115th Annual Conference - Honolulu, Hawaii
Friday, November 10 - Sunday, November 12, 2017

Energizing Language Programs Through Inter-Institutional Collaboration

Neal Abraham, Five Colleges Incorporated

We have successfully re-energized or expanded language programs through shared curricula, shared co-curricular programs, shared staffing, and a variety of options for shared courses. 

Proposal: 

Russian and Hebrew language programs were facing declining enrollments on neighboring campuses.  We successfully re-energized these programs through sharing: curricula, co-curricular programs, and staffing, and a variety of options for shared courses.  We have also used these principles to build stronger programs in Arabic and Korean, for which the flexibility of shared curricular structures, shared courses and shared staffing persuaded the Deans of collaborating institutions to invest in program expansions. 

Beginning in 2007, we have applied collaborative principles to develop shared language programs.  First the campuses developed a program in four-skilled Modern Standard Arabic.  Initially staffed by two shared faculty members teaching at three campuses, the program with an integrated set of curricular offerings has grown to 5.5 shared faculty members serving all five campuses.  Shared curricular offerings optimize students’ preparation to shift from course at one campus to courses at another.  Shared faculty members allow scheduling of their teaching locations to meet student enrollment demands with minimal travel inconvenience.  Shared co-curricular programs build larger cohorts of student learners, energizing them to continue their language students and to explore study-abroad opportunities.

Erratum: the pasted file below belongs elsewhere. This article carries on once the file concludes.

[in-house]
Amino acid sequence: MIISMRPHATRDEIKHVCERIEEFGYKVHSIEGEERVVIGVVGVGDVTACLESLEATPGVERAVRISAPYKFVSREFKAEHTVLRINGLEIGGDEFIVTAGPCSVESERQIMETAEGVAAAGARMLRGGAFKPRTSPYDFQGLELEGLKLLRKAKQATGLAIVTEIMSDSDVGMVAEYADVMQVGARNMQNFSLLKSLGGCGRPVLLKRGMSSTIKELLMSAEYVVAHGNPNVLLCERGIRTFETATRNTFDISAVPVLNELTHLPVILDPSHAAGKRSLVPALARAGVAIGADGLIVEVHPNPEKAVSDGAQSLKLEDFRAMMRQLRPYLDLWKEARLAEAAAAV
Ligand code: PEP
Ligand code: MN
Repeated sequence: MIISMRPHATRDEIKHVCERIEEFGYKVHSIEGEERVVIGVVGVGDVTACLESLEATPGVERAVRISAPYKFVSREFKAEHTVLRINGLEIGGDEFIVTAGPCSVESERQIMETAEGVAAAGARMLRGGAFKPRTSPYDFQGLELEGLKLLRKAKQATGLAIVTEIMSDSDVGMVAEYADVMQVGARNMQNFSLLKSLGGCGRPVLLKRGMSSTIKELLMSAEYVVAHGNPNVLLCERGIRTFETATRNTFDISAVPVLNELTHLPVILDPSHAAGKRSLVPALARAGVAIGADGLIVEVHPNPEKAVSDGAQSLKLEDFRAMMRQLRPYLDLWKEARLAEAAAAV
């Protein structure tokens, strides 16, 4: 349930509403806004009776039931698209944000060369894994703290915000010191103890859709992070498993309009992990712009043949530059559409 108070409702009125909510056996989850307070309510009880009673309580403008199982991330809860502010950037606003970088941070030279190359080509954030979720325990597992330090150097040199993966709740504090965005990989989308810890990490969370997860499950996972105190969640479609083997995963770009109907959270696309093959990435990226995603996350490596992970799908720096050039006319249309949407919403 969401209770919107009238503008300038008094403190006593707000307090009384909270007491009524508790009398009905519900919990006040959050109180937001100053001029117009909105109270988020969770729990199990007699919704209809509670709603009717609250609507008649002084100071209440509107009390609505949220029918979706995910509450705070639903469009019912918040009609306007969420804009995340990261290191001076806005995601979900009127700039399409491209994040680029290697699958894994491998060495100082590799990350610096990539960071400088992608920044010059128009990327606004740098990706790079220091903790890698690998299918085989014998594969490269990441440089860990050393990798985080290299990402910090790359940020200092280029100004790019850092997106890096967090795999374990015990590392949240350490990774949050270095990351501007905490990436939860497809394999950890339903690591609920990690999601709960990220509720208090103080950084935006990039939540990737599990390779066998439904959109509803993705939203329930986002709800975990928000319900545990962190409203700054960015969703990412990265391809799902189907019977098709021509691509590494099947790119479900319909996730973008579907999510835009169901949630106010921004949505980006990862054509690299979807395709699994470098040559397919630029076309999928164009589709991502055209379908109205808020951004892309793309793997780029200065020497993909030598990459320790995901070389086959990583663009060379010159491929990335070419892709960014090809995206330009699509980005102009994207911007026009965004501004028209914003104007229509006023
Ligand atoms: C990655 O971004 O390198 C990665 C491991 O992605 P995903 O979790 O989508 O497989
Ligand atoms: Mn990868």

We have used these operating principles to successfully rebuild offerings in Russian for three of the campuses and offerings in Hebrew for two of the campuses.  While declining enrollments may have threatened continuation of these programs, the deans in each case were persuaded to try collaboration before concluding that enrollments would never justify sustained investment. 

Similarly, Korean Language programs serving three campuses were stymied by low enrollment in upper-level courses and long waiting lists for elementary courses.  The deans were persuaded to invest in expanded staffing on the commitments of the language lecturers to sharing curricular offerings and co-curricular programming, sharing staffing (with each faculty member teaching on at least two campuses each year with flexible scheduling), and exploring a variety of course-sharing technologies and schedule strategies.  In addition to conventional video-conference connections of classrooms on different campuses, we have explored having a conversation partner/TA in the classroom where the faculty member is not present, having the students meet together sometimes during the semester, and having the faculty member alternate campuses during the semester.

Results of these shared endeavors have helped the campuses to meet their goals of persuading more students to study languages and to persuade more students to study languages at greater depths.